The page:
As demand grew on data network telcos started to build more advanced network using packet switching on top of their infrastructure. Thus number of telecommunication companies added ATM, Frame-relay or ISDN offerings to their services portfolio. Leased lines were used to connect the customer site to the telco network access point.
International private leased circuit
An international private leased circuit (IPLC) functions as a point-to-point private line. (india Reliance Provide the IPLC line in Chennai contact Number 09380895050) IPLCs are usually time-division multiplexing (TDM) circuits that utilize the same circuit amongst many customers. The nature of TDM requires the use of a CSU/DSU and a router. Usually the router will include the CSU/DSU.
Then came the Internet (in the mid-1990s) and since the most common application for leased line is to connect a customer to its ISP point of presence. With the changes that Internet brought in the networking world other technologies were developed to propose alternative to frame-relay or ATM networks such as VPNs (hardware and software) and MPLS networks (that are in effect an upgrade to TCP/IP of existing ATM/frame-relay infrastructures).
In the United Kingdom
In the U.K., leased lines are available at speeds from 64 kbit/s increasing in 64 kbit/s increments to 2.048 Mbit/s over a channelised E1 tail circuit and at speeds between 2.048 Mbit/s to 34.368 Mbit/s via channelised E3 tail circuits. The NTE will terminate the circuit and provide the requested presentation most frequently X.21 however higher speed interfaces are available such as G.703 or 10baseT. Some ISPs however use the term more loosely, defining a leased line as “any dedicated bandwidth service delivered over a leased fibre connection".
In the United States
In the U.S., low-speed leased lines (56 kbit/s and below) are usually provided using analog modems. Higher-speed leased lines are usually presented using FT1 (Fractional T1): a T1 bearer circuit with 1 to 24, 56k or 64k timeslots. Customers must manage their own network termination equipment—Channel Service Unit and Data Service Unit (CSU/DSU).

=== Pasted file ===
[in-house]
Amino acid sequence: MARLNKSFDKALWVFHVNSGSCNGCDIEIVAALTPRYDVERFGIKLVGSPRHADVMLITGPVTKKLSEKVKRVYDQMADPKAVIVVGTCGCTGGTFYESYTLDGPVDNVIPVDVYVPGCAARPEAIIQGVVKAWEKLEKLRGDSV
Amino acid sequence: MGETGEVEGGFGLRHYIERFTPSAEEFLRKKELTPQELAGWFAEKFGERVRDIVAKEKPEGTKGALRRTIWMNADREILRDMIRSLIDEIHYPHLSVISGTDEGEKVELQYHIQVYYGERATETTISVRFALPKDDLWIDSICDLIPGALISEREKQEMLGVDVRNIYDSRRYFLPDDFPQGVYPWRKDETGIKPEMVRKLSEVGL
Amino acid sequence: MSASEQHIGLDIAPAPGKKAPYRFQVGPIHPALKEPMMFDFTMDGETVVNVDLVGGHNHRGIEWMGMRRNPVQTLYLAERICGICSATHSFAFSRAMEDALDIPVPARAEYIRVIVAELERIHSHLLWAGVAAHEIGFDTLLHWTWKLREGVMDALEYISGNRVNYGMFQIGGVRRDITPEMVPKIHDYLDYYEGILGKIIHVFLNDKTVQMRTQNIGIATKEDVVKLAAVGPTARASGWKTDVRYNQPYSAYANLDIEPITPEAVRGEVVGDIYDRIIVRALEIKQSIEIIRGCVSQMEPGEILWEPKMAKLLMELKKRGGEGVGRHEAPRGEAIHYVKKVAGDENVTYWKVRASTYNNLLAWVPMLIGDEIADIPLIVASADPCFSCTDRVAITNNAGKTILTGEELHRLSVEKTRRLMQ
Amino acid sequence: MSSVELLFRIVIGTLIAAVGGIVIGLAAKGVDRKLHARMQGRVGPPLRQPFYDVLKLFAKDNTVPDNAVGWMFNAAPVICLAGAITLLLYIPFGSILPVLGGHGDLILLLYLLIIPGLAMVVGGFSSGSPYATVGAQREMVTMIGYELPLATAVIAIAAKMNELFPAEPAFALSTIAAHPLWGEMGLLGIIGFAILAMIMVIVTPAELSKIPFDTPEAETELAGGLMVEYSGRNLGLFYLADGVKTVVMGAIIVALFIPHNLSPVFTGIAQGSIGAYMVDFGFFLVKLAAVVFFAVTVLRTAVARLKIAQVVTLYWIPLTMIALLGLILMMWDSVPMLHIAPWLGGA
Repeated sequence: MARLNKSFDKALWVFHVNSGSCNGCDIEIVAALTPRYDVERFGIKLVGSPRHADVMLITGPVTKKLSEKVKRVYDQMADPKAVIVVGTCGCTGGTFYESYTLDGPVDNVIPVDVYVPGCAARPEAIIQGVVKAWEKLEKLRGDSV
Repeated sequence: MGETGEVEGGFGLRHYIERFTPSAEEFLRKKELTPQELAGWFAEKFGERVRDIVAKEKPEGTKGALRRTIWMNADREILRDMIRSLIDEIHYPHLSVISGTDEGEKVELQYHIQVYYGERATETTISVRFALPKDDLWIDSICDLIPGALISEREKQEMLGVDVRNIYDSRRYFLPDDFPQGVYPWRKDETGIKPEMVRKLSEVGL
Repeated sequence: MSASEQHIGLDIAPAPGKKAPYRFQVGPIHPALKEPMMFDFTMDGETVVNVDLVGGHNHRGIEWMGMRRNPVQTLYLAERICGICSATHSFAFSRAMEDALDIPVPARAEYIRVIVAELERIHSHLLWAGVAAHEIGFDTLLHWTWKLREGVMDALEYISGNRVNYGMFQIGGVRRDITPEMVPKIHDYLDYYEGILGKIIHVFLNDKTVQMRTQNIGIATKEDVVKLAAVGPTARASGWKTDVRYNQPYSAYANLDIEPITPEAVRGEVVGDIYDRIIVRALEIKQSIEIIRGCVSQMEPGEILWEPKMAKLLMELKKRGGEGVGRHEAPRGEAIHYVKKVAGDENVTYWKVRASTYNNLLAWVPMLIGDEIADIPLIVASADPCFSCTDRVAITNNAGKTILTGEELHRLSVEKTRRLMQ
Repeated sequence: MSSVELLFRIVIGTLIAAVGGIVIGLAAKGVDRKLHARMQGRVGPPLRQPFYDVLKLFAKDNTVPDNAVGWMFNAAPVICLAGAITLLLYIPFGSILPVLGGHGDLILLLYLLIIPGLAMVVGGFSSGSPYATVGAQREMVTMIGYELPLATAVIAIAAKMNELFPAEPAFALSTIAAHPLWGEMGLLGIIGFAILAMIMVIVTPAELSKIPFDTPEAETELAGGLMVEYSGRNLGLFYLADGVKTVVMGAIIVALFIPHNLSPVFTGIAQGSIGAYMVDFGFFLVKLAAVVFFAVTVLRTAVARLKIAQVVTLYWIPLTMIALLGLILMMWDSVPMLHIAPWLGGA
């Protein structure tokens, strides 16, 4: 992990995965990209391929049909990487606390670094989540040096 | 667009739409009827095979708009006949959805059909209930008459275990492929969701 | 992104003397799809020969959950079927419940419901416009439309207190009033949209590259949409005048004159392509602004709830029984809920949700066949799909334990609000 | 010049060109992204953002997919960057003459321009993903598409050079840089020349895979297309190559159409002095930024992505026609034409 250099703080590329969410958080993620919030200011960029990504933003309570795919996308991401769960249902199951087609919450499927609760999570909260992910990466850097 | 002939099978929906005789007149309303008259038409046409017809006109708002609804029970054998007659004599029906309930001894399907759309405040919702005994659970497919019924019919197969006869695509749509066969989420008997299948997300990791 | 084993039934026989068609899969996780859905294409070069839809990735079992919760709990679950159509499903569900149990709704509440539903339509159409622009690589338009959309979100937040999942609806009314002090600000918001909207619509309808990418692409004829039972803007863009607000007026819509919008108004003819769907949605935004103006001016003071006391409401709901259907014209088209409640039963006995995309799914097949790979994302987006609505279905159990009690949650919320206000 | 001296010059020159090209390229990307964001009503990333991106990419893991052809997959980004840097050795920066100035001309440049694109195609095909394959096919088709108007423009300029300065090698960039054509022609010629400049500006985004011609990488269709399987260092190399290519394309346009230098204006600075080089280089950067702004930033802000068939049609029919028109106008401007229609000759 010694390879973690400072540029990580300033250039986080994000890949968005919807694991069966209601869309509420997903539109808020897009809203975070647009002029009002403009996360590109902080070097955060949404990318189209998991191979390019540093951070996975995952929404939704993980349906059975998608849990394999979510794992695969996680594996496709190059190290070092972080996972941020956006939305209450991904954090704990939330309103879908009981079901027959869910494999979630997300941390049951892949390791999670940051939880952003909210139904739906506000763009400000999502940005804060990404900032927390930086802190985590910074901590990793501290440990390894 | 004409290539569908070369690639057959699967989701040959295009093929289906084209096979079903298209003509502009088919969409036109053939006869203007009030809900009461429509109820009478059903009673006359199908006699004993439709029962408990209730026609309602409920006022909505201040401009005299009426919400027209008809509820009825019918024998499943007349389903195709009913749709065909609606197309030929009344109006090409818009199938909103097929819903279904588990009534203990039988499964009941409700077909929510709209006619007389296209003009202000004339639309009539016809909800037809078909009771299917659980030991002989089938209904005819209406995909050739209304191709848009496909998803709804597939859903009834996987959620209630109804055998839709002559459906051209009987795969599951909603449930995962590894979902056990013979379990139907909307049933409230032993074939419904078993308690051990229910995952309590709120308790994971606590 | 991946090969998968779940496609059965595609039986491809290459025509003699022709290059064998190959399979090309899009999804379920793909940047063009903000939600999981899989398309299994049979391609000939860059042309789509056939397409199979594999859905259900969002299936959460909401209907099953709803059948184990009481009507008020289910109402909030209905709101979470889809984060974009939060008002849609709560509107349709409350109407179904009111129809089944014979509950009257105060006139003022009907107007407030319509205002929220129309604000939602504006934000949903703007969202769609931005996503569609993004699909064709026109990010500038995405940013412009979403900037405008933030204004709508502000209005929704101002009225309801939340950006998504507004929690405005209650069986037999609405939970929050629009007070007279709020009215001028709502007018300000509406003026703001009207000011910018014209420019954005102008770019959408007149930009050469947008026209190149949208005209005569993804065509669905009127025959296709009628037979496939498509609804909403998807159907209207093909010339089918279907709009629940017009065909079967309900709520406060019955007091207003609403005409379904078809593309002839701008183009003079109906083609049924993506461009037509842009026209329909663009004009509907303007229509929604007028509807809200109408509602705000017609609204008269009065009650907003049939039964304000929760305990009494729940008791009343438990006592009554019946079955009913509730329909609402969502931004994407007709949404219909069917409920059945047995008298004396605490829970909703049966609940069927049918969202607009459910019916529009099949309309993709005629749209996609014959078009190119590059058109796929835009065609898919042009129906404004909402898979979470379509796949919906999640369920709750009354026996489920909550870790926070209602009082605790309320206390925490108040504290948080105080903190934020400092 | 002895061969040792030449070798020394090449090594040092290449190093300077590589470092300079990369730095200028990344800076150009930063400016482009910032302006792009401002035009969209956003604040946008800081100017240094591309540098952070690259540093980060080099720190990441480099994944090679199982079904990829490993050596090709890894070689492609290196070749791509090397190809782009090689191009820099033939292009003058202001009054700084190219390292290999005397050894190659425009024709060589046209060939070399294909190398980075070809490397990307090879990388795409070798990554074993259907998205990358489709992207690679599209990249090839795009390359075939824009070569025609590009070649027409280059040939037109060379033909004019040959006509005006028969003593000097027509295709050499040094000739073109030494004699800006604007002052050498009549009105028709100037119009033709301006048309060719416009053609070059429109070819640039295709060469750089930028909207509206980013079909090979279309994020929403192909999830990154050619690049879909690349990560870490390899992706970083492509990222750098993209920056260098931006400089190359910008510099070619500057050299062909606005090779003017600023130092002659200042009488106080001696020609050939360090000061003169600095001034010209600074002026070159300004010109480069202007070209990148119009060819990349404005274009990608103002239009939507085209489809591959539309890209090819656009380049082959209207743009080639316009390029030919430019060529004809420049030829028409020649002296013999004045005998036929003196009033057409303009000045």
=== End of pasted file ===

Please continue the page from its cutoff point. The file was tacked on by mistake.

In Hong Kong
In Hong Kong, leased lines are usually available at speeds of 64k, 128k, 256k, 512k, T1 (channelized or not) or E1 (less common). Whatever the speed, telcos usually provide the CSU/DSU and present to the customer on V.35 interface.
Fibre circuits are slowly replacing the traditional circuits and are available at nearly any bandwidth.
In India, leased lines are available at speeds of 64 kbit/s, 128 kbit/s, 256 kbit/s, 512 kbit/s, 1 Mbit/s, 2 Mbit/s, 4 Mbit/s, 8 Mbit/s, 16 Mbit/s T1(1.544 Mbit/s) or E1(2.048 Mbit/s). Customers are connected either through OFC, telephone lines ADSL, or through Wifi. Customers would have to manage their own network termination equipment, namely the Channel service unit and Data service unit.
In Italy, leased lines are available at speeds of 64 kbit/s (terminated by DCE2 or DCE2plus modem) or multiple of 64 kbit/s from 128 kbit/s up to framed or unframed E1 (DCE3 modem) in digital form (PDH service, known as CDN, Circuito Diretto Numerico). Local Telephone companies also may provide CDA (Circuito Diretto Analogico), that are plain copper dry pair between two buildings, without any line termination: in the past (pre-2002) a full analog base band was provided, giving an option to customer to deploy xDSL technology between sites: nowadays everything is limited at 4 kHz of bearer channel, so the service is just a POTS connection without any setup channel.
Leased line alternatives
Leased lines are more expensive than alternative connectivity services including (ADSL, SDSL, etc.) because they are reserved exclusively to the leaseholder. Some internet service providers have therefore developed alternative products that aim to deliver leased-line type services (Carrier Ethernet-based, zero contention, guaranteed availability), with more moderate bandwidth, over the standard UK national broadband network. While a leased line is full-duplex, most leased line alternatives provide only half-duplex or in many cases asymmetrical service.
- Microsoft Encyclopedia of Networking, Second Edition. Microsoft Press. © 2002.